## SMA – Scheduled RunBook that calls a System Center Orchestrator (SCORCH) RunBook fails

This is a guest post by Tom. He regularly posts at www.workingsysadmin.com/

Updated with a workaround

Check out this System Center Orchestrator (SCORCH) runbook.

It’s not very complicated. The Initialize Data item doesn’t do anything unique and the Logging items just pops information into an SQL database. The Run .Net Script item is the “do something” part of this runbook. The function of that script isn’t really important for this post. All it does is clean up (delete) files in a few different directories. It figures out which directories need cleaning up based on the current date. There are no additional modules or add-ins used in this script.

I want to automatically run this SCORCH runbook every 15 days. To accomplish this, I created an SMA runbook with that schedule. The SMA runbook looks like this:


workflow Clean_Up
{
$SCOserverName = "management-server"$URL = Get-OrchestratorServiceUrl -Server $SCOserverName$MyRunbookPath = "\path\to\runbook\Clean UCM"
$PSCredName = "service_account"$PSUserCred = Get-AutomationPSCredential -Name $PSCredName$runbook = Get-OrchestratorRunbook -ServiceUrl $URL -RunbookPath$MyRunbookPath -credentials $PSUserCred$job = Start-OrchestratorRunbook -runbook $runbook -credentials$PSUserCred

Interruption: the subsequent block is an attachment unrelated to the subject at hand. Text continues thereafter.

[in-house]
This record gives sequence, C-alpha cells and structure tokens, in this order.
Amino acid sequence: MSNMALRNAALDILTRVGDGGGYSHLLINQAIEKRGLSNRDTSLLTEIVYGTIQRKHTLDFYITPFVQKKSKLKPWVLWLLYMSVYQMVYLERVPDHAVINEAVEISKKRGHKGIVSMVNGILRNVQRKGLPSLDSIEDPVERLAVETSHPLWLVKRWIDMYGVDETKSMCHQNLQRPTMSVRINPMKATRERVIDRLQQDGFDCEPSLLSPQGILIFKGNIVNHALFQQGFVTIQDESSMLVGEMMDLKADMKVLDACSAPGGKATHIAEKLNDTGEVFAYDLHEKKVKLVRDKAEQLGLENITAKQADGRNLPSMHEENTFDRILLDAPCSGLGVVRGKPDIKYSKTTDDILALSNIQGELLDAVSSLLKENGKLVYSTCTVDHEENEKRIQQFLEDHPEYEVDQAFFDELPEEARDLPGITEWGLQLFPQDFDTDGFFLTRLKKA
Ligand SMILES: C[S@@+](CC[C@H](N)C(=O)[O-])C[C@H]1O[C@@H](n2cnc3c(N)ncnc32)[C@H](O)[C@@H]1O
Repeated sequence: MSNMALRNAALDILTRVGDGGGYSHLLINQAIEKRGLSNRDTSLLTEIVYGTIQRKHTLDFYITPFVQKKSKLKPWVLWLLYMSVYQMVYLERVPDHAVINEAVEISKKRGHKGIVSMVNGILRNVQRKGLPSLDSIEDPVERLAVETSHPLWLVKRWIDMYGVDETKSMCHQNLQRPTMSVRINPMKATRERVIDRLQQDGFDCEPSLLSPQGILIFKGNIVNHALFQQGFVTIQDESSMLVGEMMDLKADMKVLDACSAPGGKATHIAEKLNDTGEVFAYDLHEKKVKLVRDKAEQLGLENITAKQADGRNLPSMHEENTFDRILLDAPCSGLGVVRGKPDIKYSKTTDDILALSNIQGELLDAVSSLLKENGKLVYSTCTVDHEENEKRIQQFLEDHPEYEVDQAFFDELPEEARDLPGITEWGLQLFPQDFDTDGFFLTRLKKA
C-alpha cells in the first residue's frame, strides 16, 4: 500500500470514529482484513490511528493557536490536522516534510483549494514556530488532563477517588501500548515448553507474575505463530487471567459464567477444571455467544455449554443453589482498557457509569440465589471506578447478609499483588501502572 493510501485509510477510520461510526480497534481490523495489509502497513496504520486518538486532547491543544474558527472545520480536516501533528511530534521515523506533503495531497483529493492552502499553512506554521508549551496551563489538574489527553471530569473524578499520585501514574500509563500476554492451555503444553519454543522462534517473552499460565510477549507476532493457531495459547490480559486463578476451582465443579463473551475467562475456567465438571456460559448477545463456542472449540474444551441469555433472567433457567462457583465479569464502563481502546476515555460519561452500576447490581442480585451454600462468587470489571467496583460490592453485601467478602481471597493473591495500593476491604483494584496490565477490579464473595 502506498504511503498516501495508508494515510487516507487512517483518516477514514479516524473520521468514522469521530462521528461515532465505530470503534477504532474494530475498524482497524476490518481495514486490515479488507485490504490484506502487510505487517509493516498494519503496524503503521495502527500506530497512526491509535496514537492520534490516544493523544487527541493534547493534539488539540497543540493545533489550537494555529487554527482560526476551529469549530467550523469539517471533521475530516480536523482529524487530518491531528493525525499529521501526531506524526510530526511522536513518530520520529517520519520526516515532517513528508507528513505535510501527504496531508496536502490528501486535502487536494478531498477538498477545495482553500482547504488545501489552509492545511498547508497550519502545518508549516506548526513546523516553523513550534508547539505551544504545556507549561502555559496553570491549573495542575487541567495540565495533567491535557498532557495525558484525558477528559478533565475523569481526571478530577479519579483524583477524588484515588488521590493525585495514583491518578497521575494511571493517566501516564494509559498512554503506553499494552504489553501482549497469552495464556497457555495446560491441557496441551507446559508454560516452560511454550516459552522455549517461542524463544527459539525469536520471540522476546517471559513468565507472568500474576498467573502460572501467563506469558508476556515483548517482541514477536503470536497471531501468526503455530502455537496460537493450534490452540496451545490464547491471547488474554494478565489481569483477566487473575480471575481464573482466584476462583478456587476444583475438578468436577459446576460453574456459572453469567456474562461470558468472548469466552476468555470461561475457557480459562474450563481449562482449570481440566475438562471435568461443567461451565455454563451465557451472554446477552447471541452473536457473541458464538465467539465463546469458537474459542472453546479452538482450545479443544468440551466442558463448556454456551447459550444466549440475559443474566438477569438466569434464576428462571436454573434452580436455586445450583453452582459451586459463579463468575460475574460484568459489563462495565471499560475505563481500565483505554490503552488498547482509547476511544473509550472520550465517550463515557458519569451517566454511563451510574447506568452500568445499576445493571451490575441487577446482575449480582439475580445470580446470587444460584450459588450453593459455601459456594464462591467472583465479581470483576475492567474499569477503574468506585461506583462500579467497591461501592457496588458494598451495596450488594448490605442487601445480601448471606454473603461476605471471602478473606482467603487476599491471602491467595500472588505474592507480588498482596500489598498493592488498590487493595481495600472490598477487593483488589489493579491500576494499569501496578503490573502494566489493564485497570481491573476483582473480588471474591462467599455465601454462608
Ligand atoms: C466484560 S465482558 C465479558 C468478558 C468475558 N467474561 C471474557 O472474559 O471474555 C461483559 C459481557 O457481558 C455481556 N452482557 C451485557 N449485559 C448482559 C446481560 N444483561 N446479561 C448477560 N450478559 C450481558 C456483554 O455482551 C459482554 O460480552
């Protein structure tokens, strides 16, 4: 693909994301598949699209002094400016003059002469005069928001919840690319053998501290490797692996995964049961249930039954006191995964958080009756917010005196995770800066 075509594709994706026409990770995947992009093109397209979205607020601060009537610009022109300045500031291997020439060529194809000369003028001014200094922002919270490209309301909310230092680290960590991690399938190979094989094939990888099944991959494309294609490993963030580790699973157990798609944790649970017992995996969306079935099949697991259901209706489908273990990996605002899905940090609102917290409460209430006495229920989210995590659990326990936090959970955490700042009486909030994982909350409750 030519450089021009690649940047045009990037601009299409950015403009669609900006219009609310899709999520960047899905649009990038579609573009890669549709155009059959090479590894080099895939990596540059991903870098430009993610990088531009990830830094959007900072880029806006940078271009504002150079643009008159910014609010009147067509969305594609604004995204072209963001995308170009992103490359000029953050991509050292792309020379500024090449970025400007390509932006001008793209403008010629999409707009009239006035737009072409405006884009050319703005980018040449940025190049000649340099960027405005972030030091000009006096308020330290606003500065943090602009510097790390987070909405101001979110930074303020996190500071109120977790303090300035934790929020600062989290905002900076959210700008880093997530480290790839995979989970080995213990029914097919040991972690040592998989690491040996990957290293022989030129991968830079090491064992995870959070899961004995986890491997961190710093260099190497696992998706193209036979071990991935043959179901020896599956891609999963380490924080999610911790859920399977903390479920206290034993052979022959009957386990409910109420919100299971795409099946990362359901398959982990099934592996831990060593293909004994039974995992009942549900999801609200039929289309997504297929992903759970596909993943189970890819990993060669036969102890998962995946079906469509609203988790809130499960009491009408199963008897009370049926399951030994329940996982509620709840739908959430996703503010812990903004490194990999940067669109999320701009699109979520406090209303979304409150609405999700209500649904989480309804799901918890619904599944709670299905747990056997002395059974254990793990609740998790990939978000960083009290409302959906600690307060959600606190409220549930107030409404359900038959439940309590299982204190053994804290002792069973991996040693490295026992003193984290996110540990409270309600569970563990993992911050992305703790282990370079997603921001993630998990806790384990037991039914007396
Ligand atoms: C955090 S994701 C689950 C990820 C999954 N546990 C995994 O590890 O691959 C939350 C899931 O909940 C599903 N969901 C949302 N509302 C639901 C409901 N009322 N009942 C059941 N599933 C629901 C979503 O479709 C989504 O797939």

$job }  The service_account credentials are stored as an SMA asset. This script gets those credentials and remotely executes the SCORCH runbook named in$MyRunbookPath.

This whole thing isn’t very interesting. There’s a SCORCH runbook that deletes some files and there’s an SMA runbook that calls it every 15 days. Here’s the interesting part: If you trigger the SMA runbook manually, everything works perfectly. If you let the SMA schedule trigger the process, you get this error:

At line:2 char:12 + $URL = Get-OrchestratorServiceUrl -Server$SCOserverName + ~~~~~~~~~~~~~~~~~~~~~~~~~~~~~~~~~~~~~~~~~~~~~~~~~ Cannot find the ‘Get-OrchestratorServiceUrl’ command. If this command is defined as a workflow, ensure it is defined before the workflow that calls it. If it is a command intended to run directly within Windows PowerShell (or is not available on this system), place it in an InlineScript: ‘InlineScript { Get-OrchestratorServiceUrl }’

So what is different between triggering this job manually and letting an SMA schedule trigger it? I have no idea. I’m going to contact Microsoft and report back with my findings.

Update after troubleshooting with Microsoft

The short version of the troubleshooting is that we did a bunch of tests and didn’t find a solution to this problem… or even identify a cause… but we did come up with a workaround: delete and recreate the SMA schedule you’re using under a different schedule name.

Here’s the testing matrix that ended up being relevant and the results:

Existing Runbook with Existing Schedule: Does NOT work

Existing Runbook with New Schedule: Works

New Runbook with Existing Schedule: Works

New Runbook with New Schedule: Works

So, while there were no interesting answers uncovered or bugs identified, there’s at least a workaround for this type of problem.